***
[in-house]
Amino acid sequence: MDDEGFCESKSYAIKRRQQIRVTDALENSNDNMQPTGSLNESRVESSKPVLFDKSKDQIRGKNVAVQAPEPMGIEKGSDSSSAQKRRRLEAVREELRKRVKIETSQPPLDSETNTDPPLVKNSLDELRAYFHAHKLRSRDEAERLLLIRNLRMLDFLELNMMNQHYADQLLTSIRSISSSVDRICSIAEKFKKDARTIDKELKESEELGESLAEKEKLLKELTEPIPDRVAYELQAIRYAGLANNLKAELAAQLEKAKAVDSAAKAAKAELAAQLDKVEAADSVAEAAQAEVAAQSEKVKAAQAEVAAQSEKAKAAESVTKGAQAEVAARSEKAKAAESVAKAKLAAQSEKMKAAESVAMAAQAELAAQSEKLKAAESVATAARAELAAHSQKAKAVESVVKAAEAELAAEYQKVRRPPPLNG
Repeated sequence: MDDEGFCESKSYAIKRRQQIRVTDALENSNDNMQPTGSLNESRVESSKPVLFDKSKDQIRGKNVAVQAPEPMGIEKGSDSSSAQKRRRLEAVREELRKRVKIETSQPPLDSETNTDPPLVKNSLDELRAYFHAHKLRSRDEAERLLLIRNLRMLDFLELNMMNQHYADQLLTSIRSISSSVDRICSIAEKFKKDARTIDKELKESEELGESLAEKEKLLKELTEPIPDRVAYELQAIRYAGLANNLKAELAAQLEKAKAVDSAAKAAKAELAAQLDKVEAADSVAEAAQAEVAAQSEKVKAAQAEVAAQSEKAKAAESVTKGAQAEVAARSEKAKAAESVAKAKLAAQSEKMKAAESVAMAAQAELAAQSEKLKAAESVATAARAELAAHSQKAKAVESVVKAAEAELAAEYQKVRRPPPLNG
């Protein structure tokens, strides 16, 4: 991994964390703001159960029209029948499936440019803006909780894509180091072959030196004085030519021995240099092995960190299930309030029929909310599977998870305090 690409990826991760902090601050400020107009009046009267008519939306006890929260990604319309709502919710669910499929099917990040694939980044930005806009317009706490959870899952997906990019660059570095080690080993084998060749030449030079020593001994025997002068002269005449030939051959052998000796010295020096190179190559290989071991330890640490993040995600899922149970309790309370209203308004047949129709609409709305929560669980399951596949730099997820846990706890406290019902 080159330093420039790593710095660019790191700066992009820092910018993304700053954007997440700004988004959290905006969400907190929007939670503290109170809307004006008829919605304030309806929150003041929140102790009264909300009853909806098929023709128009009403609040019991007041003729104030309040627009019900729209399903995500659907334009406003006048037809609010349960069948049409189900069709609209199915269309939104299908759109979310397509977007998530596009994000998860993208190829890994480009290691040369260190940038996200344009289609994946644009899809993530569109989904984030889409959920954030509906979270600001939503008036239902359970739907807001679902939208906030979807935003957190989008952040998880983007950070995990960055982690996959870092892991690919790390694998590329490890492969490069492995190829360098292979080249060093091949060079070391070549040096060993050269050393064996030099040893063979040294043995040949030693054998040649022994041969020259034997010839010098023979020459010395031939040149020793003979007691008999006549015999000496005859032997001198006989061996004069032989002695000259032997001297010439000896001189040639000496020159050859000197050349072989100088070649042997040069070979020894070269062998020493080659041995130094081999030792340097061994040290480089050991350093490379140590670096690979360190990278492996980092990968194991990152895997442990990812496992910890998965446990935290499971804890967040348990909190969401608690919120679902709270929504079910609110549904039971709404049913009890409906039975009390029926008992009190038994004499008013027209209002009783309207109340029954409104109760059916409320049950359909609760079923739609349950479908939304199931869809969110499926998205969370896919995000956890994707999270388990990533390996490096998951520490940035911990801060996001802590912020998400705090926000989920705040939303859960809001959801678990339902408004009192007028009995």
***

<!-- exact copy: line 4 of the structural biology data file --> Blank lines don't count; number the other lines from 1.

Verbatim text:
């Protein structure tokens, strides 16, 4: 991994964390703001159960029209029948499936440019803006909780894509180091072959030196004085030519021995240099092995960190299930309030029929909310599977998870305090 690409990826991760902090601050400020107009009046009267008519939306006890929260990604319309709502919710669910499929099917990040694939980044930005806009317009706490959870899952997906990019660059570095080690080993084998060749030449030079020593001994025997002068002269005449030939051959052998000796010295020096190179190559290989071991330890640490993040995600899922149970309790309370209203308004047949129709609409709305929560669980399951596949730099997820846990706890406290019902 080159330093420039790593710095660019790191700066992009820092910018993304700053954007997440700004988004959290905006969400907190929007939670503290109170809307004006008829919605304030309806929150003041929140102790009264909300009853909806098929023709128009009403609040019991007041003729104030309040627009019900729209399903995500659907334009406003006048037809609010349960069948049409189900069709609209199915269309939104299908759109979310397509977007998530596009994000998860993208190829890994480009290691040369260190940038996200344009289609994946644009899809993530569109989904984030889409959920954030509906979270600001939503008036239902359970739907807001679902939208906030979807935003957190989008952040998880983007950070995990960055982690996959870092892991690919790390694998590329490890492969490069492995190829360098292979080249060093091949060079070391070549040096060993050269050393064996030099040893063979040294043995040949030693054998040649022994041969020259034997010839010098023979020459010395031939040149020793003979007691008999006549015999000496005859032997001198006989061996004069032989002695000259032997001297010439000896001189040639000496020159050859000197050349072989100088070649042997040069070979020894070269062998020493080659041995130094081999030792340097061994040290480089050991350093490379140590670096690979360190990278492996980092990968194991990152895997442990990812496992910890998965446990935290499971804890967040348990909190969401608690919120679902709270929504079910609110549904039971709404049913009890409906039975009390029926008992009190038994004499008013027209209002009783309207109340029954409104109760059916409320049950359909609760079923739609349950479908939304199931869809969110499926998205969370896919995000956890994707999270388990990533390996490096998951520490940035911990801060996001802590912020998400705090926000989920705040939303859960809001959801678990339902408004009192007028009995």